_Spraying._

The most effective means of destroying insects and fungi however, in any general or large way, is by the use of various sprays. The two general types of insecticides have already been mentioned--those that kill by poisoning, and those that kill by destroying the body of the insect. Of the former, there are three materials in common use--Paris green, arsenate of lead, and hellebore. Of the latter, the most usual at present are kerosene emulsion, miscible oils, and the lime-sulfur wash.

Sprays for fungi usually depend for their efficiency on some form of copper or sulfur, or both. For surface mildews, as grape mildew, dusting flowers of sulfur on the foliage is a protection. In most cases, however, it is necessary to apply materials in liquid form, because they can be more thoroughly and economically distributed, and they adhere to the foliage better. The best general fungicide is the bordeaux mixture. It is generally, however, not advisable to use the bordeaux mixture on ornamental plants, because it discolors the foliage and makes the plants look very untidy. In such cases it is best to use the ammoniacal copper solution, which leaves no stain.

In all spraying operations it is especially important that the applications be made the very moment the insect or disease is discovered, or in the case of fungous diseases, if one is expecting an attack, it is well to make an application of bordeaux mixture even before the disease appears. When the fungus once gets inside the plant tissue, it is very difficult to destroy it, inasmuch as fungicides act on these deep-seated fungi very largely by preventing their fruiting and their further spread on the surface of the leaf. For ordinary conditions, from two to four sprayings are necessary to dispatch the enemy. In spraying for insects in home gardens, it is often advisable to make a second application the day following the first one in order to destroy the remaining insects before they recover from the first treatment.

There are many kinds of machines and devices for the application of sprays to plants. For a few individual specimens, the spray may be applied with a whisk, or with a common garden syringe. If one has a few trees to treat, however, it is best to have some kind of bucket pump like those shown in Figs. 221, 222. On a lawn or in a small garden a tank on wheels (Figs. 223, 224, 225) is handy and efficient. In such cases, or even for larger areas, some of the knapsack pumps (Figs. 219, 220) are very desirable. These machines are always serviceable, because the operator stands so near to his work; but as they carry a comparatively small quantity of liquid and do not throw it rapidly, they are expensive when much work is to be done. Yet, in ordinary home grounds, the knapsack pump or compressed-air pump is one of the most efficient and practicable of all the spraying devices.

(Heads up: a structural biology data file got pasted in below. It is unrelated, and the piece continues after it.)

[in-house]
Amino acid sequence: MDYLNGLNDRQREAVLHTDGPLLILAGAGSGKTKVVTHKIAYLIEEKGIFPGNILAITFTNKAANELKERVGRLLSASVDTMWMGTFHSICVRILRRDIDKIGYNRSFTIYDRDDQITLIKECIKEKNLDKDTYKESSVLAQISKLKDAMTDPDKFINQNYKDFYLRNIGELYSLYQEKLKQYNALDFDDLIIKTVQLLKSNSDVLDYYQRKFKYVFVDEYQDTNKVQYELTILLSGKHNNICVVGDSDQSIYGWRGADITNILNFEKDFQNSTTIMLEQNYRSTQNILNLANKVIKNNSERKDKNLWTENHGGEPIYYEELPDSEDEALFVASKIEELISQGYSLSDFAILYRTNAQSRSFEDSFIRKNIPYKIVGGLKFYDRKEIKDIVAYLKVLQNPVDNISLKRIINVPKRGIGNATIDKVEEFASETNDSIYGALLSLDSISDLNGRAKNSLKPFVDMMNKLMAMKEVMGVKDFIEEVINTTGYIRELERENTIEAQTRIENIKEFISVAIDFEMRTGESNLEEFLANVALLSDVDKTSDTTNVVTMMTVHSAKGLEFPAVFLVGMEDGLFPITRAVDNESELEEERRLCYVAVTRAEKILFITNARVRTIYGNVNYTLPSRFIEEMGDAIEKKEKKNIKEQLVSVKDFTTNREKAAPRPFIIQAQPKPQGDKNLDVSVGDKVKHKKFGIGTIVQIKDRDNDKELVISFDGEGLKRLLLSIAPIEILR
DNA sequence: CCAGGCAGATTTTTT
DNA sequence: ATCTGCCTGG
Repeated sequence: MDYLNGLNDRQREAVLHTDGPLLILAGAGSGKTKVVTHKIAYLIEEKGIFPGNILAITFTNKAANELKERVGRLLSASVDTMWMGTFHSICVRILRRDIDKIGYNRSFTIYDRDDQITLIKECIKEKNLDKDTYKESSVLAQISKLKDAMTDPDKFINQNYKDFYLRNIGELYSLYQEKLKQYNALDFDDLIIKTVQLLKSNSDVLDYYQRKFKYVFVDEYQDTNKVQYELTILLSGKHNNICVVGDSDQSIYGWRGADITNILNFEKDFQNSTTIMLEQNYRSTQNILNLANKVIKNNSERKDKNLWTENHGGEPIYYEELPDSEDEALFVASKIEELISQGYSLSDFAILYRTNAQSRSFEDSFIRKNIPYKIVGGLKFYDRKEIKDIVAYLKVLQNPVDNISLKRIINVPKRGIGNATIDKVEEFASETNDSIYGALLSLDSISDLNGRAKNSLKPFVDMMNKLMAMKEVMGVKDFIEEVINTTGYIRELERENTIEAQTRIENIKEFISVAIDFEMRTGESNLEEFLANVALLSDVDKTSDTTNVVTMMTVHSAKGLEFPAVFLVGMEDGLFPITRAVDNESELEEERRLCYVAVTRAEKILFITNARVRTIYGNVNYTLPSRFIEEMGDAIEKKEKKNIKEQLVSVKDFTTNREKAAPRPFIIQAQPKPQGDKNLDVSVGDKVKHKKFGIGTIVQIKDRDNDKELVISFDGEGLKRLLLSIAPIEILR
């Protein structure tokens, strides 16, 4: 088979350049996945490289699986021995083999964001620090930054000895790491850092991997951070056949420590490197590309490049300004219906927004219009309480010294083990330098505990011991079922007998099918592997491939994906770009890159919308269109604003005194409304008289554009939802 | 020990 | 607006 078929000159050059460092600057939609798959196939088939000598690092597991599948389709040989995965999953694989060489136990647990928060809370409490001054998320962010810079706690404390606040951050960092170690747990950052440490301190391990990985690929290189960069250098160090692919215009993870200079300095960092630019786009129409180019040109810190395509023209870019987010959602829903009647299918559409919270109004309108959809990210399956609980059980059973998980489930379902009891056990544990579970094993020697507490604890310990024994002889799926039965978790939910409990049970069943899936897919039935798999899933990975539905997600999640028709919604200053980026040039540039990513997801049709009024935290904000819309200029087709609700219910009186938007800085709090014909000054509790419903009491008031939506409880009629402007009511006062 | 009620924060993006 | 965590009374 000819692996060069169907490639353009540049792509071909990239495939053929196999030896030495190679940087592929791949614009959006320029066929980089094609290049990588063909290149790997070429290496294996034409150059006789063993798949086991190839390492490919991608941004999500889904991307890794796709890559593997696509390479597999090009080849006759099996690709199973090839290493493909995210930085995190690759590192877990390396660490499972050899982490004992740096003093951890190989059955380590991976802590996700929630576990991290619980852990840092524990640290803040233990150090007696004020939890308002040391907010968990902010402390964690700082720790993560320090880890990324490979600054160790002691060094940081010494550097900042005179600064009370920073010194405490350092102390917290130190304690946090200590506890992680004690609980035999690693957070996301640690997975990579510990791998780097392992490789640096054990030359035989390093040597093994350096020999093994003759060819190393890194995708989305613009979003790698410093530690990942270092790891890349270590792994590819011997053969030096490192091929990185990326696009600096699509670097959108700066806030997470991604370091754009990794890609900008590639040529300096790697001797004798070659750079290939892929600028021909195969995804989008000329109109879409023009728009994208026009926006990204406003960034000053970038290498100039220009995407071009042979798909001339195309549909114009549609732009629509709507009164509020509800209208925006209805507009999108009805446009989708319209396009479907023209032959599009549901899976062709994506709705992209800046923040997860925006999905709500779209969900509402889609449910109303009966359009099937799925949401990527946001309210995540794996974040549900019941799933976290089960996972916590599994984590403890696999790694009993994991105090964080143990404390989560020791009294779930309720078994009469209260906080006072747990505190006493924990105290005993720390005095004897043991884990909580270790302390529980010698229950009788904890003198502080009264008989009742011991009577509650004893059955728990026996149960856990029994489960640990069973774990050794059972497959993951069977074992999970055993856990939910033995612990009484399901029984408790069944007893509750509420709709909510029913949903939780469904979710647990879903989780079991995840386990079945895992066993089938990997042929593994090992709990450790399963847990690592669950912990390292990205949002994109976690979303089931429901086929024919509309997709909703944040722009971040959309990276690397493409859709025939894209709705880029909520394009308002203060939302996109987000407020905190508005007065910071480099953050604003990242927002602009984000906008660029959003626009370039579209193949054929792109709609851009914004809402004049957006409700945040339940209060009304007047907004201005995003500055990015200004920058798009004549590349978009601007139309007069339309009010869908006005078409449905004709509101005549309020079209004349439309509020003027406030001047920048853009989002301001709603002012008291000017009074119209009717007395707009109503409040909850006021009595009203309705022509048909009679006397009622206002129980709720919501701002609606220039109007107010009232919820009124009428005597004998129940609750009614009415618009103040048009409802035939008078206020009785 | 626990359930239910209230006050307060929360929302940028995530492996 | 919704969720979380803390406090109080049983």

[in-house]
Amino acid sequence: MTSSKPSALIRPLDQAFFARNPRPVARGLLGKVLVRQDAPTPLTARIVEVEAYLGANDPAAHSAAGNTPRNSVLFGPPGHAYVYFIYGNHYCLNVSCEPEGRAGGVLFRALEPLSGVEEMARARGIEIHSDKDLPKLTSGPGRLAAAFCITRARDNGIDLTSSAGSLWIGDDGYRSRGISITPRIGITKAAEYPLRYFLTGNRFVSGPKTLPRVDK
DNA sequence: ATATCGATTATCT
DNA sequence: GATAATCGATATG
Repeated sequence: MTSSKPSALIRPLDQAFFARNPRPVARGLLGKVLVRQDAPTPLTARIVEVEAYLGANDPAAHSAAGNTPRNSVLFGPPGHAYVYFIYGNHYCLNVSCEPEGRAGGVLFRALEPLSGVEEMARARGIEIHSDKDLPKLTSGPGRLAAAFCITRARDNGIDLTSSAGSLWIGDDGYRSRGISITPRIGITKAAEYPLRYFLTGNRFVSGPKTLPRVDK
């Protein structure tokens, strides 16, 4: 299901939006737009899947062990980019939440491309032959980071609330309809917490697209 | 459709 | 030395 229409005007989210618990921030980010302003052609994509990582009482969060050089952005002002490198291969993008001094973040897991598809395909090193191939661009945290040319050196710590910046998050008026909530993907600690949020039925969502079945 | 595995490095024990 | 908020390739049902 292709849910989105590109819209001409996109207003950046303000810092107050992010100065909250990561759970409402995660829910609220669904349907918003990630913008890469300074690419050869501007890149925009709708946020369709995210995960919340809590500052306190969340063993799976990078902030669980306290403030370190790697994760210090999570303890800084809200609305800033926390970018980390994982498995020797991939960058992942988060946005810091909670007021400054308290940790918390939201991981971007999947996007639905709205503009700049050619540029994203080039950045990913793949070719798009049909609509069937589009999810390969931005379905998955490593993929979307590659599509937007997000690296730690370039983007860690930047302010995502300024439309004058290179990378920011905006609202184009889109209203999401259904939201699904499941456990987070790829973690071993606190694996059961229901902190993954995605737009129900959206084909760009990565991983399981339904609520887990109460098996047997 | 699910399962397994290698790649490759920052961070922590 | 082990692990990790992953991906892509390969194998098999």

For large areas, as for small orchards and fields, a barrel pump mounted on a wagon is best. Common types of barrel pumps are shown in Figs. 226, 227, 228. Commercial plantations are now sprayed by power machines. There are many good patterns of spraying machines, and the intending purchaser should send for catalogues to the various manufacturers. The addresses may be found in the advertising pages of rural papers.

As to nozzles for spraying it may be said that there is no one pattern that is best for all purposes. For most uses in home grounds the cyclone or vermorel type (Fig. 233) will give best satisfaction. The pump manufacturers supply special nozzles for their machines.

[Illustration: Fig. 233. Cyclone or vermorel type of nozzle, single and multiple.]